Winter and The Boys in The Basement

january scrabble
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It’s January. Time for resolutions.


Not if you’re a Chinese medicine practitioner.

Chinese medicine revolves around the principle that you live in harmony with your environment. As much as possible, you do things that make you fit better into the world around you, which reduces your stress and allows you to do meaningful things with less annoyance and distraction.

Each season has its features, and each season works better for different activities, energy expenditures, focus of mind, and even what health processes to focus on if you don’t have an immediate problem needing attention.

We’re in winter. By Chinese medicine standards, winter is nearly over, but we’ll get to that.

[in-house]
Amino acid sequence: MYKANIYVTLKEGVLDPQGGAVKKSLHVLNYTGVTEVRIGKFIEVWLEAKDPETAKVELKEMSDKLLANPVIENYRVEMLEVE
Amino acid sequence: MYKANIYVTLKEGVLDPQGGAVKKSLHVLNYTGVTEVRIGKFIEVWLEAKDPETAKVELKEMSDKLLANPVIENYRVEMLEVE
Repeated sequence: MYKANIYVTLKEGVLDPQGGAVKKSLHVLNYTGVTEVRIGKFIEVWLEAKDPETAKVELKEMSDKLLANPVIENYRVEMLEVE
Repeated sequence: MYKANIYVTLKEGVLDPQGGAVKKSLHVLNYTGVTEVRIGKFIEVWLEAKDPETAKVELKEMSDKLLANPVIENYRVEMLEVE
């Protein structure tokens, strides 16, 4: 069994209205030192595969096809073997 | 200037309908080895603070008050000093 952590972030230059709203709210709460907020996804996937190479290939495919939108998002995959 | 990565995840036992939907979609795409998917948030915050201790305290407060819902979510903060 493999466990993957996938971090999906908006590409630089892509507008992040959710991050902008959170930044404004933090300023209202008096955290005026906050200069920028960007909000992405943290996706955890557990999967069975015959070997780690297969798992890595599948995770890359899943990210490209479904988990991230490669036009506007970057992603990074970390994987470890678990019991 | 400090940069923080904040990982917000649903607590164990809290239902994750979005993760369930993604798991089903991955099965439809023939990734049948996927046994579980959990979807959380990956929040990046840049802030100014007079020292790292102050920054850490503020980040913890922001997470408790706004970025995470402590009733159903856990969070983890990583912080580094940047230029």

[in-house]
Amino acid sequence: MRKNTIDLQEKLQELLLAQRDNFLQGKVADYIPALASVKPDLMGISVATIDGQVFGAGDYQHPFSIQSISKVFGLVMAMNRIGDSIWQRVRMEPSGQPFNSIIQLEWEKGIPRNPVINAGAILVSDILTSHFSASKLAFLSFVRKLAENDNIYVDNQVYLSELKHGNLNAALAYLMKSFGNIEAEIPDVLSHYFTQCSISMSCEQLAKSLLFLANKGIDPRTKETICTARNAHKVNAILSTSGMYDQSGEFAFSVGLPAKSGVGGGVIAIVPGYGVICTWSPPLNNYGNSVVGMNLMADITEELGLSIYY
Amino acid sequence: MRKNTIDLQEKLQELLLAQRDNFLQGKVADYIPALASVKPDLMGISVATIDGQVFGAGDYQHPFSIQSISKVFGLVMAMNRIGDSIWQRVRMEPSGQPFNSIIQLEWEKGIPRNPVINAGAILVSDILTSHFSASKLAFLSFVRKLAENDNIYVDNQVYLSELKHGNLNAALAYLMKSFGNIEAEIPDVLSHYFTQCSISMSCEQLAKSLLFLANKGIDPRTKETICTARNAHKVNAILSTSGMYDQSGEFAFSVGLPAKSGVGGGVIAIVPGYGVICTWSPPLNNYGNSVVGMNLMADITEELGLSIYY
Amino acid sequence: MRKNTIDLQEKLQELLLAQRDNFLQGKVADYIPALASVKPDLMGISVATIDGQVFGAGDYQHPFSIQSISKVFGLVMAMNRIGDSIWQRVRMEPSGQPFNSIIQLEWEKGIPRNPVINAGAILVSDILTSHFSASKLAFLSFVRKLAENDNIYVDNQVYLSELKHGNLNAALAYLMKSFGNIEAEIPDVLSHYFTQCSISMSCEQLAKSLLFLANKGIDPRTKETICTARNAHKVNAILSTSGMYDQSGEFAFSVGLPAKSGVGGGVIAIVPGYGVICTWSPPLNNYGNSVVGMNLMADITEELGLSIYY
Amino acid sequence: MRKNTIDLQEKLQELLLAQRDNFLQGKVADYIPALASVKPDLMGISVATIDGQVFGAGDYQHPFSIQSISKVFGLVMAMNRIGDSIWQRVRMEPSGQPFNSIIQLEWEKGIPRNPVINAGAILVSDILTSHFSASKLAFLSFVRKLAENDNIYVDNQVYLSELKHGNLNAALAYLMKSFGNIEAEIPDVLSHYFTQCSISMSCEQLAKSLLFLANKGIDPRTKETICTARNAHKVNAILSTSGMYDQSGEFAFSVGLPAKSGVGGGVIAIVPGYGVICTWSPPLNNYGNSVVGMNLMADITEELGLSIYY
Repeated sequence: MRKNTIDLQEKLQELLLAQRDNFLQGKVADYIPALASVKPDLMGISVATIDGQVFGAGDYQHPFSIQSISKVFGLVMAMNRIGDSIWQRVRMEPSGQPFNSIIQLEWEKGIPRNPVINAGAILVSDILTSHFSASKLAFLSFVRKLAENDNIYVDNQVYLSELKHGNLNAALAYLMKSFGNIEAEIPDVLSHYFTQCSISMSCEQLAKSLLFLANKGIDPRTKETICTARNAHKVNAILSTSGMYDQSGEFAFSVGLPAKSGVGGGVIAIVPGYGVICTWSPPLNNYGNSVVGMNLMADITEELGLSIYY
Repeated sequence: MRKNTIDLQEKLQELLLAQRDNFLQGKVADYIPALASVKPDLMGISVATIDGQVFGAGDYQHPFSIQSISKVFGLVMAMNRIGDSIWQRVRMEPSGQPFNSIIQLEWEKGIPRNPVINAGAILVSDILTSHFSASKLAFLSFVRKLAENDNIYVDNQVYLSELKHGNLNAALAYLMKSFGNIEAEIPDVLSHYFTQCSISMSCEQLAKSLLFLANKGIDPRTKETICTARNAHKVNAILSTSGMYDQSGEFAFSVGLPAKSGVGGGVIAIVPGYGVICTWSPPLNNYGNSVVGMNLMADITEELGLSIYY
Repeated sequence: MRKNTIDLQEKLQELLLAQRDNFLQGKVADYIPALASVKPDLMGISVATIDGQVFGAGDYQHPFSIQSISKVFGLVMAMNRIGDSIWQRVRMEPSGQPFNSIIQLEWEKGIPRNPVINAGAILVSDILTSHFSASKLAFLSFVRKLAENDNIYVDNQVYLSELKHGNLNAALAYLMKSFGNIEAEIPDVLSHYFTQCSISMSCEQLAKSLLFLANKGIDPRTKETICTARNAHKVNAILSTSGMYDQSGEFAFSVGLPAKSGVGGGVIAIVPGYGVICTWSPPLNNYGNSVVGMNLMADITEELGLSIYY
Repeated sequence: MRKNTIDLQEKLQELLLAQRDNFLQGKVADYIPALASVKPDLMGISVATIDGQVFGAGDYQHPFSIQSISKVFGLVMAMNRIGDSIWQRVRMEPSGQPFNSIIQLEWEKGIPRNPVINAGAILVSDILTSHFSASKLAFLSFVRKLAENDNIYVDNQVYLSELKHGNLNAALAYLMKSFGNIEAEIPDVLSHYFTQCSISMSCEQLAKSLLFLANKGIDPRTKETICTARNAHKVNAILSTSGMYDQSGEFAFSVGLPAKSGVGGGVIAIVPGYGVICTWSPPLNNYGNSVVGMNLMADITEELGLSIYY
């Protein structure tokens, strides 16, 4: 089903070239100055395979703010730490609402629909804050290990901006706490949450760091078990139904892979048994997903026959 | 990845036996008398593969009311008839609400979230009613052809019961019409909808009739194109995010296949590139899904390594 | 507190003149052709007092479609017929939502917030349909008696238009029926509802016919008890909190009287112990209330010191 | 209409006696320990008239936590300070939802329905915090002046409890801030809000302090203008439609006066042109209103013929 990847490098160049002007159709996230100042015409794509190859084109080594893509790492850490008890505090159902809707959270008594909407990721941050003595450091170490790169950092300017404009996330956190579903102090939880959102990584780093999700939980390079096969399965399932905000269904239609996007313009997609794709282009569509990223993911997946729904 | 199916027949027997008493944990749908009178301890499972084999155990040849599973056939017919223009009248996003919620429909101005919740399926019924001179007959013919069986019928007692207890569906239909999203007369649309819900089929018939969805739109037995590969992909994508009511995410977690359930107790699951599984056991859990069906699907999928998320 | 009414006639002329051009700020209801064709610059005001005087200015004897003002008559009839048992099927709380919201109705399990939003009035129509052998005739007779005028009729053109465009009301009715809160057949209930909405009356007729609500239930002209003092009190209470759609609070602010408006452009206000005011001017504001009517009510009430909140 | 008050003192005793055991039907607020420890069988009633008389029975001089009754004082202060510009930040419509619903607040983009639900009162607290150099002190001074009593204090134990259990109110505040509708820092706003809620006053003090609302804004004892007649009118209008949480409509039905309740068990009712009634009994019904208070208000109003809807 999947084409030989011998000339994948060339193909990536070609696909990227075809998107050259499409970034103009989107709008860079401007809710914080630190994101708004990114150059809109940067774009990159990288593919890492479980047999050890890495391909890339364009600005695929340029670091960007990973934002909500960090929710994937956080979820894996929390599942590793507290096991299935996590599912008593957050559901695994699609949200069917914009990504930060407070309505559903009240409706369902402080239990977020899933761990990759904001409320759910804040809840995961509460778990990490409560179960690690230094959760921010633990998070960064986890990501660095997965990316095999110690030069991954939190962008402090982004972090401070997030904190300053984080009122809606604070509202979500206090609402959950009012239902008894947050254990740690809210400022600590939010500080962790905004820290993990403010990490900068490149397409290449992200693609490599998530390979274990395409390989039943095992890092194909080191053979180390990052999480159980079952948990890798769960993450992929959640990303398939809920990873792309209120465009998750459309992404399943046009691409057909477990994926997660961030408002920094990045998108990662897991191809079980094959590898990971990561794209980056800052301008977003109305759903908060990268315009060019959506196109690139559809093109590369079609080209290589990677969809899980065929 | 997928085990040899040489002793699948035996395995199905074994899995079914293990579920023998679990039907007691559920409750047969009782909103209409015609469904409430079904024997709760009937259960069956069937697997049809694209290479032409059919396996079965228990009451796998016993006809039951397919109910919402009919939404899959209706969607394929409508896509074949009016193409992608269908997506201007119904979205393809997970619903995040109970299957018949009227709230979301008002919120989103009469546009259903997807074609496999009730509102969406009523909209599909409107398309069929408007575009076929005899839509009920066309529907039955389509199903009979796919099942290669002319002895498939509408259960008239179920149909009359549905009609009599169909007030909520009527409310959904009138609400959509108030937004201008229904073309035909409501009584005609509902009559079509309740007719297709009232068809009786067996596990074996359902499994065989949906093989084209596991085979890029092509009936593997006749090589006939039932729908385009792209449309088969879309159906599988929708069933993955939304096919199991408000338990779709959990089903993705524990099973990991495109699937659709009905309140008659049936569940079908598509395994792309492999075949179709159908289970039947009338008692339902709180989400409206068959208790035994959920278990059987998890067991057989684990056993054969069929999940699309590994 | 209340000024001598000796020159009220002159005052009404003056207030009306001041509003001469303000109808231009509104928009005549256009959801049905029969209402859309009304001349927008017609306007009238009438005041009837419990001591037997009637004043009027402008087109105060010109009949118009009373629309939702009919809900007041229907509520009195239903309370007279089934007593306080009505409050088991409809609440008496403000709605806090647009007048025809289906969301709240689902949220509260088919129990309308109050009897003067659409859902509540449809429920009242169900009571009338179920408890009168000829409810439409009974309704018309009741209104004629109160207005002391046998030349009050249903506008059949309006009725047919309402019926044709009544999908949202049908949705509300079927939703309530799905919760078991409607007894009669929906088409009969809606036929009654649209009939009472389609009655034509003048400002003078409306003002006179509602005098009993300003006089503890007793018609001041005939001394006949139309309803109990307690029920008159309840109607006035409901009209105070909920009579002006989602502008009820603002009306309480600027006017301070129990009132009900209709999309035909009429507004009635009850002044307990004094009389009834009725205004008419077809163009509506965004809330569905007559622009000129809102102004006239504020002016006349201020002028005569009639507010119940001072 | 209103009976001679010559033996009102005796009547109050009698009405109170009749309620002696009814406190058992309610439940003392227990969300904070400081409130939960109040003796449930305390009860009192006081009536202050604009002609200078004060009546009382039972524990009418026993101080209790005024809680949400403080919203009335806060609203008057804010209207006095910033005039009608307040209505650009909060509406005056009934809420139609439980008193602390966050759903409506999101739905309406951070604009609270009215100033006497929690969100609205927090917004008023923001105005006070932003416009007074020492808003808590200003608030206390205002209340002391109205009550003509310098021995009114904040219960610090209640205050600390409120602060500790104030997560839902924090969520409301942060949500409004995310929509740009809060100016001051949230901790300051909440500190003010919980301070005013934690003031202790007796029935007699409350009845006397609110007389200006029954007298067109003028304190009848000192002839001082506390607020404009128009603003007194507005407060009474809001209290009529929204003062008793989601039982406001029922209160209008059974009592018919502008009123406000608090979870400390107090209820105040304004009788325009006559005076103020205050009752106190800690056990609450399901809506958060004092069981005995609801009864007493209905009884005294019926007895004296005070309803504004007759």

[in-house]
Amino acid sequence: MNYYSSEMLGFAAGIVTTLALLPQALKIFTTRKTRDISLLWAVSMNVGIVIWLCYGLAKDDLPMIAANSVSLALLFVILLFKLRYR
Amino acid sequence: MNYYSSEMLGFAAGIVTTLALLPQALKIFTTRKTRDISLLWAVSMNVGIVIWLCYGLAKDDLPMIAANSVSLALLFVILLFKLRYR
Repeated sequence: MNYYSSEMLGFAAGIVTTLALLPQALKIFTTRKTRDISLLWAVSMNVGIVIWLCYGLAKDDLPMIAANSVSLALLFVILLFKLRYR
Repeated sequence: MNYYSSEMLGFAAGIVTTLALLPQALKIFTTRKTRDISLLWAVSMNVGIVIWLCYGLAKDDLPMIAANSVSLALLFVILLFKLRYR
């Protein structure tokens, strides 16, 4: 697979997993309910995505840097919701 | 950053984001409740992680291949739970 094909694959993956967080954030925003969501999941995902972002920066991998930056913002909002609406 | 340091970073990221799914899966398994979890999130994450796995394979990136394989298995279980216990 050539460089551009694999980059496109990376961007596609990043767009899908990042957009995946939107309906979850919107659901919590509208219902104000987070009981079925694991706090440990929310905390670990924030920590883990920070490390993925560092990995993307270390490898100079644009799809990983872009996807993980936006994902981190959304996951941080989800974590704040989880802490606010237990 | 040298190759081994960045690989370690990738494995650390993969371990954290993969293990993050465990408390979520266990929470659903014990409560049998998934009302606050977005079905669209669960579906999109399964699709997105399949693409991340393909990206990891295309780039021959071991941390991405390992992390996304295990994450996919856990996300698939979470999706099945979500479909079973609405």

Winter is associated with the Water Element, which is associated with kidney and bladder functions as given in Chinese medicine. Kidney and bladder are associated with some endocrine functions, mostly involving reproduction and the interplay of the sympathetic (fight or flight) and parasympathetic (rest and digest) nervous systems, as well as the more obvious urine and electrolyte balancing functions of the anatomical kidney and bladder. We say kidney/bladde, but we also mean adrenals, some thyroid and brain function, a lot of bone function, and parts of the mind.

What does that have to do with resolutions?